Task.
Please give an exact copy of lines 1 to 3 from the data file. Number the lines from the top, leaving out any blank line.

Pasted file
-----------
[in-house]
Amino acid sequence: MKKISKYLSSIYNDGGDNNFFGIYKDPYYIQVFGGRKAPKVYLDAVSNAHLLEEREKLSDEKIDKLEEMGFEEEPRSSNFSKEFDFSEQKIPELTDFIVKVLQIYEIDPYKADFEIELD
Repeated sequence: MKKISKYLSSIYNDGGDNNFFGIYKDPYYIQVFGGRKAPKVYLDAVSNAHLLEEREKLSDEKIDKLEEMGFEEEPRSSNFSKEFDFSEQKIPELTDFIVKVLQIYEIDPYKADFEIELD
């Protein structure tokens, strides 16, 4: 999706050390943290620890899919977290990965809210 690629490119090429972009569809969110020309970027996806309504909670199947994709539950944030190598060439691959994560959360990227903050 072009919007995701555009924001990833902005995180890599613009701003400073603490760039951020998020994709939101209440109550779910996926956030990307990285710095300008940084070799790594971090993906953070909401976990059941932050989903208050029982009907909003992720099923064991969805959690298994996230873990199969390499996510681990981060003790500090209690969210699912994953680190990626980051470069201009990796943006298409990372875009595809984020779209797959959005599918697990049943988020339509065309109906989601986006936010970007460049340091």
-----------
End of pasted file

[in-house]
Amino acid sequence: MKKISKYLSSIYNDGGDNNFFGIYKDPYYIQVFGGRKAPKVYLDAVSNAHLLEEREKLSDEKIDKLEEMGFEEEPRSSNFSKEFDFSEQKIPELTDFIVKVLQIYEIDPYKADFEIELD
Repeated sequence: MKKISKYLSSIYNDGGDNNFFGIYKDPYYIQVFGGRKAPKVYLDAVSNAHLLEEREKLSDEKIDKLEEMGFEEEPRSSNFSKEFDFSEQKIPELTDFIVKVLQIYEIDPYKADFEIELD